Smartphones can already do a lot of things that we never imagined our mobile phones would be able to do a while ago. They can tell you how many calories you’ve burnt, they can talk to you and check your fingerprints.
Now it seems that they can predict your mental state as well, in a very easy and fast way. Basically, they can show whether or not you are depressed, judging by the amount of time you spend using them and by the places you visit every day.
A team of researchers from the Northwestern University came to the conclusion that people who have the tendency to spend more time on their mobile device might be more than depressed than those who don’t.
Thus, it was revealed that a depressed person might spend an average time of 68 minutes on his or her phone, while a person who is not depressed would only spend about 17 minutes every day on it .
Location is also an important decisive factor in establishing whether a person is depressed or not. If an individual tends to spend a large amount of time at home or in very few locations every day, it is an indicator that he or she does not have a very social life . Monitoring the location can be easily done with GPS.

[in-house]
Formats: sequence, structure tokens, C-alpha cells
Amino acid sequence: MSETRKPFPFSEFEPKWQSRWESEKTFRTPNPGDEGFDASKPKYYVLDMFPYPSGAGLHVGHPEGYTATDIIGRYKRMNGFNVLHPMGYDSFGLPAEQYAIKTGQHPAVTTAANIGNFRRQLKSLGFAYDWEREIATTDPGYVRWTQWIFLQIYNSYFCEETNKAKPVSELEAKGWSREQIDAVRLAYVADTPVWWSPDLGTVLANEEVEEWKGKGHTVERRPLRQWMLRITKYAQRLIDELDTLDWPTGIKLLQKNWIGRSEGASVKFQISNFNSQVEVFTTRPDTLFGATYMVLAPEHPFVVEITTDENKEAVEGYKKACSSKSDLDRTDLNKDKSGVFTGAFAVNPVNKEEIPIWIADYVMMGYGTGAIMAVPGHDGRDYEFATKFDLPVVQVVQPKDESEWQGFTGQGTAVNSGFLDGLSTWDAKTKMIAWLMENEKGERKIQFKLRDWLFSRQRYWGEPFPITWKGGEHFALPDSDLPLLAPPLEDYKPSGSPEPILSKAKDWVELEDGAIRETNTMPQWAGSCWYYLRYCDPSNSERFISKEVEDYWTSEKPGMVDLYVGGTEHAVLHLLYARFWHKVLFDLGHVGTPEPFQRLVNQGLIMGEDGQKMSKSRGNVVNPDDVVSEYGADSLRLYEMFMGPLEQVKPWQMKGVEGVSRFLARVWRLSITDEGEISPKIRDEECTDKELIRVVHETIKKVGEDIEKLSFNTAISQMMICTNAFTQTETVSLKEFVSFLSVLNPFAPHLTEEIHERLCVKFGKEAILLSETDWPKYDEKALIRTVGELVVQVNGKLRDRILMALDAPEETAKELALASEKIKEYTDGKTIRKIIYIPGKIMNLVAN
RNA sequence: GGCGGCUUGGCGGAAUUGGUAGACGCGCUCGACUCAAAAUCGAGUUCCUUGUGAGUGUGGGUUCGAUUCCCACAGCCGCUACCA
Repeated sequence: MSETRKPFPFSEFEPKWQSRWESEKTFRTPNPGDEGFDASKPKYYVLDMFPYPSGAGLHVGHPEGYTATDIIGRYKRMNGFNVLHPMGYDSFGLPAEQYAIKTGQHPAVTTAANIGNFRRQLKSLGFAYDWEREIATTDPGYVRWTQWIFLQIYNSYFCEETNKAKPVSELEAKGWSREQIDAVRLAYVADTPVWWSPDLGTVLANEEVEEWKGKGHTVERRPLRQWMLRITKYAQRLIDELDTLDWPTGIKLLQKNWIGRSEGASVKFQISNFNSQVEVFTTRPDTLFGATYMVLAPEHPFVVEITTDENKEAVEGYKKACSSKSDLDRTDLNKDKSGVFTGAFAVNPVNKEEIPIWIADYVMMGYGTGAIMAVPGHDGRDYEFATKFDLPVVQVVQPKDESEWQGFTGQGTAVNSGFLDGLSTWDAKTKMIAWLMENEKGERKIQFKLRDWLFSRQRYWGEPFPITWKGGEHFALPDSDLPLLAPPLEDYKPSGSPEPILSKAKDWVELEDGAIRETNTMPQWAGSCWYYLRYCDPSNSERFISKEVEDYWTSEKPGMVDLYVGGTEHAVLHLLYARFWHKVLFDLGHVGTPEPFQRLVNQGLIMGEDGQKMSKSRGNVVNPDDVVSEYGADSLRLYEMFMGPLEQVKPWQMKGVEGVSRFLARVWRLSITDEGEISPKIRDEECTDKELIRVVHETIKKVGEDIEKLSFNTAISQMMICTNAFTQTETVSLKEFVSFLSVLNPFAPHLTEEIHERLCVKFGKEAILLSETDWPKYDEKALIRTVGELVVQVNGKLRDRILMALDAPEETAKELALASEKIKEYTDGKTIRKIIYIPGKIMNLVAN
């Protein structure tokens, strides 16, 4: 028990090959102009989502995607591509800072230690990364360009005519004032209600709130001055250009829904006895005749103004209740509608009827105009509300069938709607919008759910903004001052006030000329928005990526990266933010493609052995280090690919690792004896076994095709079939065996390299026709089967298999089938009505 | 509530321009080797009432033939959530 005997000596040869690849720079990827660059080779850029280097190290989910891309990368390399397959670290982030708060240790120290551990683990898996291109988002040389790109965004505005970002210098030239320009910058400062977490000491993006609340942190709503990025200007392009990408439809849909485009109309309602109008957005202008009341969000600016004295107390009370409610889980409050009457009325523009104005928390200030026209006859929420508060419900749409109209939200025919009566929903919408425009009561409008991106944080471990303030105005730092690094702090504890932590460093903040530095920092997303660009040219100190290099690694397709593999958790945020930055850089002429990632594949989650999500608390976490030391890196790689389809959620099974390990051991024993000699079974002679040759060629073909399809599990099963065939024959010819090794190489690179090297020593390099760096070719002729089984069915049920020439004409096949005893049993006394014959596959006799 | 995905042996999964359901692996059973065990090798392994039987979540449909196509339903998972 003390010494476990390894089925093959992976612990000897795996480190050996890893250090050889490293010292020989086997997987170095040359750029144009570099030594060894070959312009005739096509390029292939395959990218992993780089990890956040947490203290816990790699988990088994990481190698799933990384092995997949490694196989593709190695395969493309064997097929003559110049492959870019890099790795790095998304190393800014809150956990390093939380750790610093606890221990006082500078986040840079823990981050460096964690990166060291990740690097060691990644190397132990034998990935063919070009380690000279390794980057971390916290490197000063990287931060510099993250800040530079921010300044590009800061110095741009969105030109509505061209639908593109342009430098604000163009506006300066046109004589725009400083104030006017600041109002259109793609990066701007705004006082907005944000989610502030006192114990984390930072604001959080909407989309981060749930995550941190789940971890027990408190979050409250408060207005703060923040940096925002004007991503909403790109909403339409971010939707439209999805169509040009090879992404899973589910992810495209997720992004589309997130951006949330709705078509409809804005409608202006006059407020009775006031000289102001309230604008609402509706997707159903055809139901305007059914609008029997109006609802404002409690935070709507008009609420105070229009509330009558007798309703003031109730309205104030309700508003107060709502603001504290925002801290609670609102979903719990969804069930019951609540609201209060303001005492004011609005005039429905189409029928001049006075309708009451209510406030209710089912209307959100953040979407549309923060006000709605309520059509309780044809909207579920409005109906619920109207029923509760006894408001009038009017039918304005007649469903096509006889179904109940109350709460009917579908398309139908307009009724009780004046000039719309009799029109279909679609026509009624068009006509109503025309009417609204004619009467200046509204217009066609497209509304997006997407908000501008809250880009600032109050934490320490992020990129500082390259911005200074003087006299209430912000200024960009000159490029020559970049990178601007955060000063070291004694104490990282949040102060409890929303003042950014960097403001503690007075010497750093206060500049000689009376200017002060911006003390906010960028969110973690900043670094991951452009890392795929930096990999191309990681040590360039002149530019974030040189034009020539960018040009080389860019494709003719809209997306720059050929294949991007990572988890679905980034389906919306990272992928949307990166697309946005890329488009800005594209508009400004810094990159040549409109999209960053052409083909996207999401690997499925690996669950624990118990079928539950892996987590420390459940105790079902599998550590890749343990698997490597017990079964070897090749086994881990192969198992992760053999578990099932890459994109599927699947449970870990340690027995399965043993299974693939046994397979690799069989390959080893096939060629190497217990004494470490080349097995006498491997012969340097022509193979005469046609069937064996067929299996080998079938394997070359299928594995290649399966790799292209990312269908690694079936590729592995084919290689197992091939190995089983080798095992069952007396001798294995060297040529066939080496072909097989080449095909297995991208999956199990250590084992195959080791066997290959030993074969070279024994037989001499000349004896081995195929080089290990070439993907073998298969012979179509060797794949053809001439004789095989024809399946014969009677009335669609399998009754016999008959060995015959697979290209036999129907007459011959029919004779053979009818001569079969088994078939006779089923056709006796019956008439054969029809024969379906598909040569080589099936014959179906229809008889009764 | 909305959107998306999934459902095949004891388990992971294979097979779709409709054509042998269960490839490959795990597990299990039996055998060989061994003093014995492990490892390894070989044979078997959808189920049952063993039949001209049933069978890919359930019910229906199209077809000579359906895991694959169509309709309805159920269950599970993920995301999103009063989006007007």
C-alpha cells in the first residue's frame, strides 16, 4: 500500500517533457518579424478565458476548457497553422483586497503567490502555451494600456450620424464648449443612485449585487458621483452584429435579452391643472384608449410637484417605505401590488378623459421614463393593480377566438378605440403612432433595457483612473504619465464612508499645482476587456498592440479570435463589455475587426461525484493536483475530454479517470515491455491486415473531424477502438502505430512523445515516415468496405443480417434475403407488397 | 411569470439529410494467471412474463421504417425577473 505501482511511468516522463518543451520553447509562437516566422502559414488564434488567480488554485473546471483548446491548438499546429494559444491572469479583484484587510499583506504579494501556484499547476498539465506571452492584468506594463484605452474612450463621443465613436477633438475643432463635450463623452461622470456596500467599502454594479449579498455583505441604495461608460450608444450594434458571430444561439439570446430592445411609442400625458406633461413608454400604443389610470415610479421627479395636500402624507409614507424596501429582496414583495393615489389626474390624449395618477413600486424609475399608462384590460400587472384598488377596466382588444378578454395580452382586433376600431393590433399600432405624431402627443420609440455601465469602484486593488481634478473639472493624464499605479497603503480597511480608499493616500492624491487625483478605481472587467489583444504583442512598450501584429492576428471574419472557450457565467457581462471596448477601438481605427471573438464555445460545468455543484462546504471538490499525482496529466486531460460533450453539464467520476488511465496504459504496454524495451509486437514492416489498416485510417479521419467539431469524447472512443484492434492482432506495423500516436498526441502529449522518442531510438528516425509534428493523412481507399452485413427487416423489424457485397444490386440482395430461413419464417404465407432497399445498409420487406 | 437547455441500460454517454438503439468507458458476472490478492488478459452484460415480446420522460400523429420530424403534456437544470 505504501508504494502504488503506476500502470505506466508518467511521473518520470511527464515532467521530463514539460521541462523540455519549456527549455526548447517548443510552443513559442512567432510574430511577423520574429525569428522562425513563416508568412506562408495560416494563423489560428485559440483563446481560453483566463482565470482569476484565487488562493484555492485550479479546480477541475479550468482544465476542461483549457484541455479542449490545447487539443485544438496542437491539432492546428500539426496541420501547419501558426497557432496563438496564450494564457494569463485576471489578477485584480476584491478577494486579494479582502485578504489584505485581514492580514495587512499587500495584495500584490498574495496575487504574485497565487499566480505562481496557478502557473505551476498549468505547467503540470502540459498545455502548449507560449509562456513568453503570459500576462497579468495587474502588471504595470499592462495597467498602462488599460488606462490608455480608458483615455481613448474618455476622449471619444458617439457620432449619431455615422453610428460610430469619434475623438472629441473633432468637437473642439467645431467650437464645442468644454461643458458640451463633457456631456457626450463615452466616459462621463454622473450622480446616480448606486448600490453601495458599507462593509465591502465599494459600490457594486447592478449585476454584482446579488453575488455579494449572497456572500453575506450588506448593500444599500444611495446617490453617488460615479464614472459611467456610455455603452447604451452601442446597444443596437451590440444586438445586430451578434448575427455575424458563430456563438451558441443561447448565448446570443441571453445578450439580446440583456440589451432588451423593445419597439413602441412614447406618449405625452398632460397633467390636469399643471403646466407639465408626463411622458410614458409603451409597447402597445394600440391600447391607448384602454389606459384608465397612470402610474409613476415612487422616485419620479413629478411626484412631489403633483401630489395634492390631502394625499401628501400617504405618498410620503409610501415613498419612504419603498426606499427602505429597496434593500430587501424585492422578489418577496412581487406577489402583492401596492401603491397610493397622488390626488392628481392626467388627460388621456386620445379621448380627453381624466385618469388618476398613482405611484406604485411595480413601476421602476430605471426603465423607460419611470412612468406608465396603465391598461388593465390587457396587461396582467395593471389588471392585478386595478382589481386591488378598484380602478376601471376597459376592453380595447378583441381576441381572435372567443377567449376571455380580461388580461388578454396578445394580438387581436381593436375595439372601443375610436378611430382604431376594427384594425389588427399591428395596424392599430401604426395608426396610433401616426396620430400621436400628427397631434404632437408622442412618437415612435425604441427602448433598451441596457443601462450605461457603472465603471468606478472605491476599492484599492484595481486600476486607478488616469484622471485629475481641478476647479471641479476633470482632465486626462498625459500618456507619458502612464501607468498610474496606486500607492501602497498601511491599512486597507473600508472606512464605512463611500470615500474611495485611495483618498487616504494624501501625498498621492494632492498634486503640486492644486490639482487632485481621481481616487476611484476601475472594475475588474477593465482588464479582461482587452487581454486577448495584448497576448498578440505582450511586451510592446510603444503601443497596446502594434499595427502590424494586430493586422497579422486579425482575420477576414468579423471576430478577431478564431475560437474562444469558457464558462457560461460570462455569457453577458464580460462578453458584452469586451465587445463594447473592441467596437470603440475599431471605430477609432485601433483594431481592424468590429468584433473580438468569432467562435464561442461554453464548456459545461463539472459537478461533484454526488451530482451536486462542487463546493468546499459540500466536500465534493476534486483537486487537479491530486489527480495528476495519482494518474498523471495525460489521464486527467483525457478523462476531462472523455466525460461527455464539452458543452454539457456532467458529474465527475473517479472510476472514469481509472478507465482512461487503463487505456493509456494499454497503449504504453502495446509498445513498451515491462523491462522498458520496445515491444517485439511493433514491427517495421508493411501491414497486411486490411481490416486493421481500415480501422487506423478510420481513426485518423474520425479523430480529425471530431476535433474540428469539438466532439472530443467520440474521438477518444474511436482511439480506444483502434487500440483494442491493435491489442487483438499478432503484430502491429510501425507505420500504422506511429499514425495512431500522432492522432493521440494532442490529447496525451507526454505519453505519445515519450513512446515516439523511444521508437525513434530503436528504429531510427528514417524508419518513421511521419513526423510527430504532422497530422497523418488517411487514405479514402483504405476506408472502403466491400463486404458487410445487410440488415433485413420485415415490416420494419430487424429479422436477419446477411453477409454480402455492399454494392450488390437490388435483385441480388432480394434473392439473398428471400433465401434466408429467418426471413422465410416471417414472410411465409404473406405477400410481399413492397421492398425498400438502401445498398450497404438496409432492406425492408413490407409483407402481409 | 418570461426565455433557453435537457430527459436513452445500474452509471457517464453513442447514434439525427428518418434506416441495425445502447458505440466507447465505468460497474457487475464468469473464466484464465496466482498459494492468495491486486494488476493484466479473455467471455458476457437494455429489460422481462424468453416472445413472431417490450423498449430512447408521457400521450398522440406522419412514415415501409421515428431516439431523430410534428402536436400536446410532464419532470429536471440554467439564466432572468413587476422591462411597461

Moreover, not having a regular daily schedule might be associated to depression as well.
Some of these might sound surprising, but the researchers looked at the amount of time 28 smartphone users spent hooked on their phones and at their GPS locations. After analyzing these parameters, they were able to identify depressed people with an accuracy of 87 percent after monitoring them for two weeks.
“We now have an objective measure of behaviour related to depression. And we’re detecting it passively. Phones can provide data unobtrusively and with no effort on the part of the user,” said David Mohr, who is the lead study author and the director of the Center for Behavioral Intervention Technologies, from Northwestern University Feinberg School of Medicine.
What was even more interesting was that the accuracy for detecting depression was even higher than the one provided by questionnaires in which people had to rate how they were feeling.
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